- Staff Writer 

Sunday, February 23, 2014

Communism forced Polish foreign correspondents to adopt literary reportage


New Delhi
The distinction between the genres of non-fiction and fiction is getting more "mixed" with writers of non-fiction and reportage using more literary tools in their journalistic accounts since the literary reportage made its debut in the writing space in 1960s-1970s, says Polish reportage writer and author Wojciech Jagielski, a student of master of literary journalism Ryszard Kapuscinski. Jagielski, a senior foreign affairs correspondent and the author of four reportage books, is an authority on Afghanistan, Central Asia and Africa. 
"All  journalists in Poland wanted to end up as writers in the 20th century. News reports have such limited space in our country. To ensure that the traditional Polish brand of reportage has its way, most journalists write books,"  Jagielski, said in an informal chat at the World Book Fair 2014 in New Delhi (Feb 15-23). 
Journalism has evolved as a "curious medley of reportage and literature for the last 150 years in Poland — since it arrived in the country in the 19th century. Poland was then a hub of classical European culture with large communities of artists, performers and writers for whom freedom and philosophy were cornerstones of creative progress. 
"But the arrival of Communism after the second World War and its consolidation for nearly 50 years forced journalists to write in a metaphorical way - about specific issues and specific situations without sounding critical," Jagielski said. A section of rebellious writers, however, began to write between the lines to convey disenchantment with the regime.
"Writers were writing one thing - but readers knew that they were allegories pointing to some profound truth and exploring connotations behind the scene in the garb of descriptive reportage," the writer said. This made the writers more literary. "We were all trying to follow wither way of writing. We did not invent things but we used the litetrary structures to write a story,"  Jagielski  pointed out.    
The Polish School of Reportage — as this style of literary journalism — came to be known - has broken through the bastions of conventional journalism with its "verbose style replete with colours, descriptions, analysis and people's stories". 
One of the unique features of Polish school of journalism is that "reporters write more about the world than about their own country". They travel extensively and bring home "rich troves of stories and experience". The tradition traces its roots to the pre-War days when media houses had money to splurge on their reporters for overseas coverage. During the Communist regime, while space shrunk and spends were scaled down, the Communist dispensation "discouraged reporters from writing freely about home turfs— clamping strict censors. All the fall of the Communism in Eastern Europe and in Poland in 1989-1990, media was freed from state control. However, resources continue to remain constrained for reportage style foreign coverage till this day.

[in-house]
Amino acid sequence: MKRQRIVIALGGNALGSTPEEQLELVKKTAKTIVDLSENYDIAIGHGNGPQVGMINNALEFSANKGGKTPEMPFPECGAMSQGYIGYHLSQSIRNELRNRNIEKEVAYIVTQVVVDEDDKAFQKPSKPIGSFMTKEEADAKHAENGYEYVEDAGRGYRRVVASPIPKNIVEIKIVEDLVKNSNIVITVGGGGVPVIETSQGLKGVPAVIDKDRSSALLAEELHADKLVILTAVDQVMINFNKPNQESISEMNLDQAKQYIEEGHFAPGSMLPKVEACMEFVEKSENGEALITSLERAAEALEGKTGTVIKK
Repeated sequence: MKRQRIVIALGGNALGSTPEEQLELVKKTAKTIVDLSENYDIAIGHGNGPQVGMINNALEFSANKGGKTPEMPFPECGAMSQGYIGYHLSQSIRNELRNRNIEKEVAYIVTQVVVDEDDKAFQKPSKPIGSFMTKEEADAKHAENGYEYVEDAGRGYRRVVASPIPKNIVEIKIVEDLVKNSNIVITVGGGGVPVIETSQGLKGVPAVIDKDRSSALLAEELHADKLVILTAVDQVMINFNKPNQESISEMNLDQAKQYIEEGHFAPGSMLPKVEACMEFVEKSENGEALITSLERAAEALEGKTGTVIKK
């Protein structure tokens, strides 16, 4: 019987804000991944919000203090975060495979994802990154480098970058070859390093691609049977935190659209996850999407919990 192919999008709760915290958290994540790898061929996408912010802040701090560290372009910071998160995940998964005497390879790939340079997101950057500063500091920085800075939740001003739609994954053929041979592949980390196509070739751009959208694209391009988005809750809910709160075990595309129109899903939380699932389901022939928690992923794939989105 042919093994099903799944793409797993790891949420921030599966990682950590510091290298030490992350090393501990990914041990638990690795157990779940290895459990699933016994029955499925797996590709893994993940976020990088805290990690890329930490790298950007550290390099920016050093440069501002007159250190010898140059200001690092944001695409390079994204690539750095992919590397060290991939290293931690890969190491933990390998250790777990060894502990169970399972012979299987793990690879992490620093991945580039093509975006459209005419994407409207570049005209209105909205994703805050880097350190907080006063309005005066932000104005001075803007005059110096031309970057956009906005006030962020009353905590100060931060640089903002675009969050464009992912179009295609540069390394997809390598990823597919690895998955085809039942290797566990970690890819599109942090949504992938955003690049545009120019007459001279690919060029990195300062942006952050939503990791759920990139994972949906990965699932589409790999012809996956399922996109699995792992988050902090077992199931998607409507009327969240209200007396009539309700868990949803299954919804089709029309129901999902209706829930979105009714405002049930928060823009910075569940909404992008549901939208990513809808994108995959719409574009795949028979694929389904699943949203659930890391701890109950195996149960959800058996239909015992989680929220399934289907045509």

"Most of the media houses send journalists to Ukraine because everything that is happening in Kiev is important to Poland,"  Jagielski said. 
The writer "joined journalism in 1990s- it was the golden era of foreign journalism in the country". "Now, the Polish media is closing foreign offices worldwide because "they cannot afford to maintain international  bureaus or send reports on extended reportage missions for "multiple serial reports about a country". 
"As a result, most foreign correspondents carry their missions to books — to be able to write all that they have gathered and have seen," the reportage writer said. 
Jagielski  has been coming to India since 1980s. "I admire the South Asian press. I follow the weeklies," said the writer, whose account of Afghanistan, "Praying for Rain" was the consequence of 10 years of touring the country for sustained stretches.
Recounting the triggers that led to the book, the writer said there was no space for "stories from Afghanistan in his Polish Press Agency initially". "Then my employers realised that my reports (edited and shortened) from Afghanistan were attracting several hits (eyeballs) on the Internet. "The immediate result was my book. I continued to visit the country (Afghanistan) till 2009 where I was embedded with the soldiers".  "It took me 10 years to understand Afghanistan- what Afghanistan was all about," he said.     
The writer offers "fresh insights into the future of Afghanistan after the 2014 pullout — "they come from the situations and opinions of common man and scholars across the society", he said. 
"If the west  has enough patience to pay president Hamid Karzai (or the one in helm in the future after April 2014 presidential poll) to help the army survive, then there will be enough force to counter the Taliban. If the West is not patient, then the country might fall back to the 1990s situation or worse,"  Jagielski said.